Most students on campus remember Andrew Fletcher ’17 as a social butterfly, a dedicated captain of the curling team and an easy-going guitarist of Terrapin Trio. What many may not realize, however, is Fletcher’s deep interest and remarkable talent in chemistry, which have earned him a spot at the prestigious nuclear engineering Ph.D. program at the Colorado School of Mines in Golden, Colo.
Fletcher knew he wanted to study chemistry when he first arrived on the Hill, but it wasn’t until sophomore year that he discovered an interest in inorganic chemistry, a sub-discipline under which nuclear chemistry falls. Still, he was unsure about post-graduation plans until studying at the National Nuclear Chemistry Summer School Program (NCSS) before his senior year, where he was recognized as the top student in the program and was inspired to go to graduate school. This summer he plans to return to NCSS as a teaching assistant.
Majors: Chemistry and Mathematics
Hometown: Darien, Conn.
High School: Darien High School
Now his plan for the future has crystallized further: he intends to do radiochemistry research in a national lab and eventually become a professor.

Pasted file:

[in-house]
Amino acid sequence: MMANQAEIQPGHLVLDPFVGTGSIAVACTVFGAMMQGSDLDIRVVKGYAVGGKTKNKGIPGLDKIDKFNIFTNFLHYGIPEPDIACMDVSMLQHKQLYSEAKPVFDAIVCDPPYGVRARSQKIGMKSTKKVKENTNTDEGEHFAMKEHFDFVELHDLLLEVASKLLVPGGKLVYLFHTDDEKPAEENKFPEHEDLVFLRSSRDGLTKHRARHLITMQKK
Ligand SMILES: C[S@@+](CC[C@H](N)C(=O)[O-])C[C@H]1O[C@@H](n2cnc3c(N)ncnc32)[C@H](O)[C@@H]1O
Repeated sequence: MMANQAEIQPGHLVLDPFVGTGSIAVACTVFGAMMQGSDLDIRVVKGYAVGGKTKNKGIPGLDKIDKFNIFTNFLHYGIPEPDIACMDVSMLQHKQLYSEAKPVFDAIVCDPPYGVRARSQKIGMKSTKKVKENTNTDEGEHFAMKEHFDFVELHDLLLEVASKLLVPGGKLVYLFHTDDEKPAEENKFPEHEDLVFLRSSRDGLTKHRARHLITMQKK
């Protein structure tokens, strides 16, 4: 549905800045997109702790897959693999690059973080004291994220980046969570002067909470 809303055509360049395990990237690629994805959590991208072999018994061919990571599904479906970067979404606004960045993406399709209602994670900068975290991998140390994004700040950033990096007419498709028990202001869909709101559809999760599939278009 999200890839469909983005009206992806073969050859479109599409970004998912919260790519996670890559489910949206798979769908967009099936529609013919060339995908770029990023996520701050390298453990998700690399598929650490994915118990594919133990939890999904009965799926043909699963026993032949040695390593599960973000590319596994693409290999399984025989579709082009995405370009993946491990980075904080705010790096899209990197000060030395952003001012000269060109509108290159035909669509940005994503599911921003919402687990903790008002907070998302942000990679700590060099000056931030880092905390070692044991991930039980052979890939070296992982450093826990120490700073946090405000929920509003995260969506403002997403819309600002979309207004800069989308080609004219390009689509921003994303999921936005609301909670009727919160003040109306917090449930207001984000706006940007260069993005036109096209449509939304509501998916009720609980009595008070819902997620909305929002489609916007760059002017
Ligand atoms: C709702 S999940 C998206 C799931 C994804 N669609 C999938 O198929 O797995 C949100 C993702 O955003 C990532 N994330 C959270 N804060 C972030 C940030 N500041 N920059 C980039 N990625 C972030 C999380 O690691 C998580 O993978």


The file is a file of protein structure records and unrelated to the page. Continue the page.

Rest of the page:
“It’s kind of funny. Hamilton, which has almost nothing to do with nuclear chemistry, still greatly affected my choice to enter that field,” Fletcher said. “The community in the nuclear chemistry field is kind of like Hamilton—it’s small, friendly and at the same time, people are passionate and push each other to do their best.” In fact, and similar to Hamilton’s academics, he chose the Colorado School of Mines in part because its program is interdisciplinary.
Fletcher continued to outline the ways in which his experience at Hamilton led to this pivotal point: “While a chemistry major here, I discovered and explored my passion for chemistry and research, particularly through working with Karen Brewer in her inorganic lab.” Furthermore, he added, “I also feel that Hamilton has prepared me very well for graduate school, and I know I will be able to take on the many challenges on my way to a Ph.D.”
Beyond Hamilton’s support in skill-building and exploring interests, Fletcher said that the College’s lack of nuclear chemistry opportunities “was ironically part of why I chose to join the NCSS last year. Hamilton taught me to keep an open mind and to follow my interests, so I checked it out, and next thing you know, I’m doing nuclear chemistry!”
Regardless of the catalyst for Fletcher's burgeoning career in nuclear chemistry, a promising future awaits.